172 Botany




Status: Complete

are some of the means by which visits of unsuitable
insects are prevented: -

1. Isolation - The bladderwort (Utricularia) flower
floats on the surface of the water, so that none but
flying insects can reach it.

2. Sticky juices, secreted at each node of the stem
in certain species of catchfly, prevent creeping insects
from reaching the flower

3. Hairs in the salvia, act as a barrier to insects
that would not be strong enough to work the lever.
A hairy stem may serve the same purpose.

4. The structure of the flower in some cases pre-
vents the entrance of any but an insect large enough to
do the work of pollination. In the snapdragon, for
instance, it requires a heavy insect to depress the lower
lip sufficiently to open a way into the flower.

5. Closure during the hours of light protects the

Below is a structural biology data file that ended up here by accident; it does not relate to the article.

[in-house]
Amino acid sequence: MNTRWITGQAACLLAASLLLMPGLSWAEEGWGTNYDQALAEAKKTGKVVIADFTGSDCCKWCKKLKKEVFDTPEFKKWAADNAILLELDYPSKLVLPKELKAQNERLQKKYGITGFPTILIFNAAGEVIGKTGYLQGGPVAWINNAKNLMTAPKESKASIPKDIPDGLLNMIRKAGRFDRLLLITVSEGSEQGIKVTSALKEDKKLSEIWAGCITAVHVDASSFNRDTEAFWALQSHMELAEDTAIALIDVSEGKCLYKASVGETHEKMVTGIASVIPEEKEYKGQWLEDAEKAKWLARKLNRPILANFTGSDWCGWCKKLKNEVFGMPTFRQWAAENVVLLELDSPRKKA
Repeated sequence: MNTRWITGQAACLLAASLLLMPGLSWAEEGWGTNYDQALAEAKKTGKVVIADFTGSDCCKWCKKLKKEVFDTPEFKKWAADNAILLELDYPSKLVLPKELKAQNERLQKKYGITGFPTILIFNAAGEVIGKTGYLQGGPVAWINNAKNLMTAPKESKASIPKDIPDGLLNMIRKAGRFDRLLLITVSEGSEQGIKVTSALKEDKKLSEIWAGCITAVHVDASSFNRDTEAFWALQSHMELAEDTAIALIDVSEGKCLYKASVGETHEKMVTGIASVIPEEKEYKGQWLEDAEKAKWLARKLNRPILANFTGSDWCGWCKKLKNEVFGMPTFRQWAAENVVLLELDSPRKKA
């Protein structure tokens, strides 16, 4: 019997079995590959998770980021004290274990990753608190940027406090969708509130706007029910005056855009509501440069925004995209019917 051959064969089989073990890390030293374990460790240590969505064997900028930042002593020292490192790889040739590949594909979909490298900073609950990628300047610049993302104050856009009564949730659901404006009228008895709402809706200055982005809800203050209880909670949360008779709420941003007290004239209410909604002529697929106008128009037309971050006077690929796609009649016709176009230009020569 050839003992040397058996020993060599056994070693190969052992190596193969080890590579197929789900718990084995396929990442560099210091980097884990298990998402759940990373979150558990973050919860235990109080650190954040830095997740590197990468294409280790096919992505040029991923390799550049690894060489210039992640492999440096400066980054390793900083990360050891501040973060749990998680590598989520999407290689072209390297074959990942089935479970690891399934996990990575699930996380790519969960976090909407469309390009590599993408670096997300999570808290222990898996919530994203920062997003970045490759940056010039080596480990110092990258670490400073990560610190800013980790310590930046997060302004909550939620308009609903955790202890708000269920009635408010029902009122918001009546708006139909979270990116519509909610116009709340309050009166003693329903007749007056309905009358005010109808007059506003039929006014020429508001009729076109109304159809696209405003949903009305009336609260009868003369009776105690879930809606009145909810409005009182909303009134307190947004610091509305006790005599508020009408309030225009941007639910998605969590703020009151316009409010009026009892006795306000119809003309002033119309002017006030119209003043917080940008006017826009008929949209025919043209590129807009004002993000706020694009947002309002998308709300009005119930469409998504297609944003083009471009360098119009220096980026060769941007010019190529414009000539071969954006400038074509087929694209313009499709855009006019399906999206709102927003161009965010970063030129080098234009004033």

flower of the evening primrose against many creeping
insects that are abroad in the daytime.

Animals other than insects, as for instance, slugs
and birds, also pollinate flowers, as was seen in the
case of the fuschia.

1. In the clianthus (kaka-beak), the so-called red
kowhai, the tui was originally the chief agent of
pollination. On thrusting his tongue to the base of the
keel, into which the pollen had been shed, he would
cause the brush-like style to sweep out the pollen on
to his forehead. The stigma, which is at the end of
the style, would, however, first strike the bird, so that
it would receive pollen that might have been brought
from another flower.

2. The rewarewa (Knightia excelsa) (Fig. 109)
under natural conditions, is pollinated by tuis and
other native birds. The anthers are pressed close
against vertical grooves towards the top of the style.
Into these grooves the pollen is shed, being well pro-
tected by the perianth tube, which does not open till

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